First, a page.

Guest Op Ed | Michael R. Bloomberg
Anyone who has set foot in any of our nation's downtowns recently knows that urban centers remain a shadow of their former selves, as too many workers continue to work completely free of chains. Yes, the Triangle Shirtwaist Factory caused a healthy reevaluation of some work motivation practices. But, that was 109 years ago and at some companies, the lack of manacles has negatively affected customer service, profitability, and innovation.
This has gone on too long. The Triangle Shirtwaist Factory fire is over. Excuses for allowing workers to sit unfettered to their workstations should end, too.
A recent survey by the Government Accountability Office shows just how bad the situation remains. The GAO measured 24 of the top companies recording a employee physical restraint rate of 25 percent or less. In other words: workers are mostly being allowed to labor unchained.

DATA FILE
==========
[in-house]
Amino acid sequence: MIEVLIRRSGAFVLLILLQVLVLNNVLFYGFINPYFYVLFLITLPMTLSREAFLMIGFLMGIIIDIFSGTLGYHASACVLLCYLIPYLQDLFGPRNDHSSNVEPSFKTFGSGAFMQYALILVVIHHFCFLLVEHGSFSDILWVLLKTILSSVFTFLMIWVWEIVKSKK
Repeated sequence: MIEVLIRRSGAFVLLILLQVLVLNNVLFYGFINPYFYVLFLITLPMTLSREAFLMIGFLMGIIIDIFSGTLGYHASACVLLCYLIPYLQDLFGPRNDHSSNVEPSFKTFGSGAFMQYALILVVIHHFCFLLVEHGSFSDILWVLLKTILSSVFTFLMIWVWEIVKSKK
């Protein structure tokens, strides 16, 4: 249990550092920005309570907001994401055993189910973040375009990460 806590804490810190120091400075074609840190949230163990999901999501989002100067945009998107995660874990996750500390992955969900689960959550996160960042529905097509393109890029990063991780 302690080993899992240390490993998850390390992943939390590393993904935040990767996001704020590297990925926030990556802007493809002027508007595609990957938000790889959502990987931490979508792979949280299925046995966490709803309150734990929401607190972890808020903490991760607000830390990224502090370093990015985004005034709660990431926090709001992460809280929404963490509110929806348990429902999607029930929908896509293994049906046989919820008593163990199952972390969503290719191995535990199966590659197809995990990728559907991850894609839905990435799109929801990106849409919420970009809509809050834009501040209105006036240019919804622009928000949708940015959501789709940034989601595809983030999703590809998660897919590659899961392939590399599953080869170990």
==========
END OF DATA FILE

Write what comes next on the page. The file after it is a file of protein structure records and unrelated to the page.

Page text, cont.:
At Bloomberg, for more than a year, we have been asking employees to work in shackles at least three days a week. There will always be a need for exceptions, of course, but more than 80 percent of our people have been meeting the standard. In the fall, much of the company will move to four days a week, as some of our employees are already doing.
Our managers have seen the benefits of chaining their reports to their desks and locking them on factory floors. We have heard about those benefits from their teams, too, especially from young people just starting their careers. It is our junior employees who miss out on valuable mentorship when allowed off leash.
Union leaders are resisting shackling efforts, of course, but the case for physically unrestrained labor looks increasingly weak. Though some early research found that employees were more productive when provided bodily autonomy, newer studies are finding the opposite. The health and safety benefits, if any, are likely to fade with time.
Surely enough time has passed that we can re-shackle our employees and maybe this time, throw away the keys.
Michael R. Bloomberg is the co-founder of Bloomberg and founder of Bloomberg Philanthropies, was the mayor of New York City from 2002-2013, ran an embarrassing presidential campaign in 2020.